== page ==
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I need to find all hardlinked files on a given filesystem. E.g. get a list of files, each line contains linked pairs, or triplets, etc.

I understand more or less how to do it, one needs to create a dictionary keyed by inode for all files/directories on a filesystem, exclude "." and ".." links, and then indodes with more than one name are hardlinks... But I hope that maybe a ready-made solution exists, or someone already wrote such a script.

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up vote 7 down vote accepted

You can run the following command :

find / -type f -printf '%n %p\n' | awk '$1 > 1{$1="";print}'

to find all hard-linked files.

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Thanks, this is not exactly what I wanted, but close enough. I can add '%i' to print the inode numbers and then sort/group by it... – haimg Oct 10 '12 at 15:59
You can avoid the need for awk by using find's "-links +n' syntax. e.g. to find all files with at least two links and print out the necessary info: find / -type f -links +1 -printf '%i %n %p\n' – mbafford Jan 16 '15 at 14:50
find . -type f -links +1 2>/dev/null

gives a list of all files which have more than one link, i.e. files to which there exists a hard link. Looping over this is then relatively easy – a hacky solution if you don’t have that many files would be

for i in $(find . -type f -links +1 2>/dev/null); do find -samefile $i | awk '{printf "%s ", $1}'; printf "\n"; done | sort | uniq

But I sincerely hope that there are better solutions, for example by letting the first find call print inode numbers and then using find’s -inum option to show all files associated with this inode.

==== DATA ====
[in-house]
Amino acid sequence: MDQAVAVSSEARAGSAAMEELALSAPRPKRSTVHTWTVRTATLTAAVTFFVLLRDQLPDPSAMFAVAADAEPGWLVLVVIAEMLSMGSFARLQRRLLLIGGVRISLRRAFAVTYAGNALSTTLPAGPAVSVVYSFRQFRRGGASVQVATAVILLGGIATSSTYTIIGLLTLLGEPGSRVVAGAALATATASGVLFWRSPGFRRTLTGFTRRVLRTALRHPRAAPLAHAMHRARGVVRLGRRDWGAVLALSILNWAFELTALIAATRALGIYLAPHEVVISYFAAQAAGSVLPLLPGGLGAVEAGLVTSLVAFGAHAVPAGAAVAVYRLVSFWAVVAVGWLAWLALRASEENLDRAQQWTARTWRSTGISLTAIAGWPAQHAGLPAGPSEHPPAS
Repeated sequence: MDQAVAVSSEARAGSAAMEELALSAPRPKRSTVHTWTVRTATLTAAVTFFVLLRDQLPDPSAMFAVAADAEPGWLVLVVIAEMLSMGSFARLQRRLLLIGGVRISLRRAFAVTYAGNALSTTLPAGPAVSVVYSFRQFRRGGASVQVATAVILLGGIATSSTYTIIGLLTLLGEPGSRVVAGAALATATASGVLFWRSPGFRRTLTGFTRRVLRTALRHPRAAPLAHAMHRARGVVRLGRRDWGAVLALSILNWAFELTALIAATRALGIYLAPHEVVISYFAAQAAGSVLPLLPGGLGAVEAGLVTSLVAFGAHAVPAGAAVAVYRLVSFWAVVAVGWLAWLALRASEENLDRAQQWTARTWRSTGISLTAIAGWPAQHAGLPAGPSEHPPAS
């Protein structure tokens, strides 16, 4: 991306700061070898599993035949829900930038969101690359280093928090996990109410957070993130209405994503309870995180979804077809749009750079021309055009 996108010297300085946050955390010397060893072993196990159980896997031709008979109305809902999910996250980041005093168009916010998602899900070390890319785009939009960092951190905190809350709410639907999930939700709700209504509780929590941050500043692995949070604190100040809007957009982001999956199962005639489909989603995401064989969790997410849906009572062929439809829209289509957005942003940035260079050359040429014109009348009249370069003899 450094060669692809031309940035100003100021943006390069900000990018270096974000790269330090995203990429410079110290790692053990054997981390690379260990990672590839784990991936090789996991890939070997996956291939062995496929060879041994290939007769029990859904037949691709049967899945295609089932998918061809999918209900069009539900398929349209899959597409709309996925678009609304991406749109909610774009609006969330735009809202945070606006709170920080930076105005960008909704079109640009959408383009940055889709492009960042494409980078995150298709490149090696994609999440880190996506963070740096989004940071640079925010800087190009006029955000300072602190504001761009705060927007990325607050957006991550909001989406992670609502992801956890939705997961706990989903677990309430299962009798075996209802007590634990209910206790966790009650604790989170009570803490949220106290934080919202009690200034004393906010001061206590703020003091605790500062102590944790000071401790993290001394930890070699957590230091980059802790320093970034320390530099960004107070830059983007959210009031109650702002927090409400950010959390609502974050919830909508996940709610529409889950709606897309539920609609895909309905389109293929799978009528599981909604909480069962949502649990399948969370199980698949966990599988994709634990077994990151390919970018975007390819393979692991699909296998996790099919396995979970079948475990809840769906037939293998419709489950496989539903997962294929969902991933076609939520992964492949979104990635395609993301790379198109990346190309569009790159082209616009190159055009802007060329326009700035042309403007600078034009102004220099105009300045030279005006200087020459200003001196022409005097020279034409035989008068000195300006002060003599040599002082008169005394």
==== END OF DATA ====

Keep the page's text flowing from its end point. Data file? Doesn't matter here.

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Ouch! This scans the filesystem again and again for each hardlinked file... – haimg Oct 10 '12 at 16:01
I didn’t claim it was fast – and it sort-of-works for small directory trees. Of course, a proper index, that could be built from, for example, the output of find . -type f -printf '%i %p\n', would allow one to build a much faster solution. – Claudius Oct 10 '12 at 16:08
And that don't handle space in path AFAIK. – Gilles Quenot Oct 10 '12 at 16:12
For the for loop, adjusting IFS accordingly would work. To parse the output of the find command in my comment, declaring everything between the first space and the end of the line to be the filename should work, too. – Claudius Oct 10 '12 at 16:13
@Claudius 99.9999% of he time, changing $IFS is far more trouble than it's worth. For something as simply as handling filenames with spaces, there's an easier solution. Of course, you could also have filenames with $'\n' or $'\t' in them, so really those find commands should be using find -print0 and xargs -0, but that's a malicious edge case most users probably don't care about. – Parthian Shot Feb 24 at 21:22

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